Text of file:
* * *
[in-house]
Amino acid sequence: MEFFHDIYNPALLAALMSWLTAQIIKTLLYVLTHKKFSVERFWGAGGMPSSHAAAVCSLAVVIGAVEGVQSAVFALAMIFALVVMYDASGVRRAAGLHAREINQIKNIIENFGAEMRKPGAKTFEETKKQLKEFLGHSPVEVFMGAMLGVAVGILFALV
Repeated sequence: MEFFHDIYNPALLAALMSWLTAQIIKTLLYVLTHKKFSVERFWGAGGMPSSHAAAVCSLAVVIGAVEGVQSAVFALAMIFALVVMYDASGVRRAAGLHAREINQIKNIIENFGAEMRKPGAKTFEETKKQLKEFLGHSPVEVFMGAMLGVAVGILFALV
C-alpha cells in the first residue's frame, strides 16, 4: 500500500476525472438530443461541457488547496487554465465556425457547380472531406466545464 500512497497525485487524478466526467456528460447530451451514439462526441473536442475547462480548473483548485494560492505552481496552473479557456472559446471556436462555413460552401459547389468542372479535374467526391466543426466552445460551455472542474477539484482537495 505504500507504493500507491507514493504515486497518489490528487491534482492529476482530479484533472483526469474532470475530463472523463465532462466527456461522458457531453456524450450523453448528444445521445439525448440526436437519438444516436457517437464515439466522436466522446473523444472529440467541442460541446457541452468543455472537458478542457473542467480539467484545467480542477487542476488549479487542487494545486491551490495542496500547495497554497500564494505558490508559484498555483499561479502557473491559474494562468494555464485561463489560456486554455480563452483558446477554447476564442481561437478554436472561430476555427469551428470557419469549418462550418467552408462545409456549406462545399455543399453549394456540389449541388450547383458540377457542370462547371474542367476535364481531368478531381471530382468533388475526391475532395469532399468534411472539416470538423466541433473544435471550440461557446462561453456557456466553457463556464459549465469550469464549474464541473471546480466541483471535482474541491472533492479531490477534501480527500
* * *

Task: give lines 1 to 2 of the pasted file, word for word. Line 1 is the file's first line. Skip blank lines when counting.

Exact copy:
[in-house]
Amino acid sequence: MEFFHDIYNPALLAALMSWLTAQIIKTLLYVLTHKKFSVERFWGAGGMPSSHAAAVCSLAVVIGAVEGVQSAVFALAMIFALVVMYDASGVRRAAGLHAREINQIKNIIENFGAEMRKPGAKTFEETKKQLKEFLGHSPVEVFMGAMLGVAVGILFALV